original piano transcription of Wolfgang Amadeus Mozart’s Rondo for Violin and Orchestra in B flat major KV 269
composition date: 1775-7?
transcription date: 2012 (May 31 – June 09)
complete piano transcription (piano solo arrangement) of the single movement
YouTube channel (embedded links below)
Discovered while listening to the complete Violin Concertos inside Brilliant Classics’ Complete Mozart Edition. Actually I wanted to listen to concerto KV 211, but the track listing had an error and didn’t list at all this piece! So when I pressed “Play” on the track listed as the first movement of KV 211, it was this Rondo that played. I soon realized something was off, the form wasn’t that of an opening allegro, it sounded like a finale or a Rondo, I checked back the listing, counted the tracks, tl;dr it turned out the listing was wrong. The actual position in the CD was in a way correct because this Rondo is an alternate finale for concerto KV 207, that preceded KV 211 in the CD. Error in the track listing or not, I had soon taken a liking to this piece, so the next step was getting a score and transcribe it.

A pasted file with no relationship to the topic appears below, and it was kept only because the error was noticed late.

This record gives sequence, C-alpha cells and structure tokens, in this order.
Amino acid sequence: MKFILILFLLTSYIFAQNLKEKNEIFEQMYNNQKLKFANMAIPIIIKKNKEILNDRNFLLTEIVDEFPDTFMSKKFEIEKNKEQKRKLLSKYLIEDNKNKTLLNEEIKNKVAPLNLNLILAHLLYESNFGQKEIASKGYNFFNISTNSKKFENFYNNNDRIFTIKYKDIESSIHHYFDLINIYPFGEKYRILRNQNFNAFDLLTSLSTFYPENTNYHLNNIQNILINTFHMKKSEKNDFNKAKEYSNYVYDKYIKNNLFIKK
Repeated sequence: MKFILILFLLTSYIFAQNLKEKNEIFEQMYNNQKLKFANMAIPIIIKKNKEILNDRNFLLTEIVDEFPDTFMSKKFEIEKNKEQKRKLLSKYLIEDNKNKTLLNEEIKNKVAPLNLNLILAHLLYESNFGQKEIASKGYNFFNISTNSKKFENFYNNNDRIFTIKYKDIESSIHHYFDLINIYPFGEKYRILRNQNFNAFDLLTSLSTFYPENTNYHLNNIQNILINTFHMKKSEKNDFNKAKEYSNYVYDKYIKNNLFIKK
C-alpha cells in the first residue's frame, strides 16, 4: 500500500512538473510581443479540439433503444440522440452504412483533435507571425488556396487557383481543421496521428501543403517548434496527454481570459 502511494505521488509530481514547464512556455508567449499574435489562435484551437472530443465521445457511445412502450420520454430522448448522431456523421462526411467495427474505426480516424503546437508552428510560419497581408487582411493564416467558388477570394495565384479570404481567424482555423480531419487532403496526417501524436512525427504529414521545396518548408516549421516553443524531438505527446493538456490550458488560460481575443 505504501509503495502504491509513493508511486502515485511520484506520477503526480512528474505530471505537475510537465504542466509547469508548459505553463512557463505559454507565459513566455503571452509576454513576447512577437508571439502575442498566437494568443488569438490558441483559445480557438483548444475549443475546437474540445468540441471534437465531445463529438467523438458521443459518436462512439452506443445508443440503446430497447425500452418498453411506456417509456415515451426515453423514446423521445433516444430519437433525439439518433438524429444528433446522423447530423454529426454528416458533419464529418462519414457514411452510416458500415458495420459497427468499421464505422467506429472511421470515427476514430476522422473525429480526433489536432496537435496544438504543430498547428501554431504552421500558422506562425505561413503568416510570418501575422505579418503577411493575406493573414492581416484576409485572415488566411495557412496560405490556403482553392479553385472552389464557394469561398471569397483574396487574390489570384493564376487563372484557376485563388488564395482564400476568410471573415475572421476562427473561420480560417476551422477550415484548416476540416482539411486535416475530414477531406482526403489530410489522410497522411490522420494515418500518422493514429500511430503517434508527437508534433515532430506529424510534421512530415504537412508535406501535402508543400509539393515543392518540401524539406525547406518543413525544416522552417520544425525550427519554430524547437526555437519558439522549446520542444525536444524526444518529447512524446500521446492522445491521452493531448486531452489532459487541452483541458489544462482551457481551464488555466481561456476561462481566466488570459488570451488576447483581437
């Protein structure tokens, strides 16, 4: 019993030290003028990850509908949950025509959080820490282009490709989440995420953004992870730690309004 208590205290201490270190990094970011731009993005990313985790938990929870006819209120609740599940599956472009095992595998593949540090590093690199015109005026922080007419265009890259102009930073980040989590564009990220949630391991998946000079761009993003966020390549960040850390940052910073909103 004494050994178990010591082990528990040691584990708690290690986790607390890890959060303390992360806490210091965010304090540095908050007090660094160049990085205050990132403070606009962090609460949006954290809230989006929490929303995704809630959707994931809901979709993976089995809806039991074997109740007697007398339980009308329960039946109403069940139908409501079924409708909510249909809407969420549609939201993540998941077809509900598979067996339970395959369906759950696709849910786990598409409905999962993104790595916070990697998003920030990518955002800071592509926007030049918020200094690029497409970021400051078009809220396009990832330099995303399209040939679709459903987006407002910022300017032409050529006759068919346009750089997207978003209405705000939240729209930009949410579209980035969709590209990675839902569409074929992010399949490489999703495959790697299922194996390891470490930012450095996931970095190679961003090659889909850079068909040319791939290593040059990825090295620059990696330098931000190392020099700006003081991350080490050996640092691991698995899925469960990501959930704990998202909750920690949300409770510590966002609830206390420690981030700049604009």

I faced two main challenges when transcribing this:
- find a way to render the difference between “solo” and “tutti” passages, I mean when the ritornello is played first by solo then by tutti. This was a first, since in the Vivaldi’s concertos I transcribed so far “solo” and “tutti” always had different music to play so this wasn’t an issue.
- compose two “Eingang” and a “Cadenz”. Those you hear are my original versions, Mozart didn’t write out those. For the Cadenz I rolled up my composer’s sleeves and went with the tried-and-true technique of writing a “medley”/”potpourri” of the already heard themes, rearranging their order of appearance, mode and tonality. Finally I put in an ascending sequence in F7 based on the ritornello’s main theme, to build up enough tension both harmonically and counterpoint-ly for its last appearance in the finale. Also note before the cadenz, where the theme is played one and then two octaves higher: that’s a liberty on my part, in the original the ritornello is always played at the same pitch, but it felt all too natural, I just had to do that to satisfactorily prepare for the cadenz.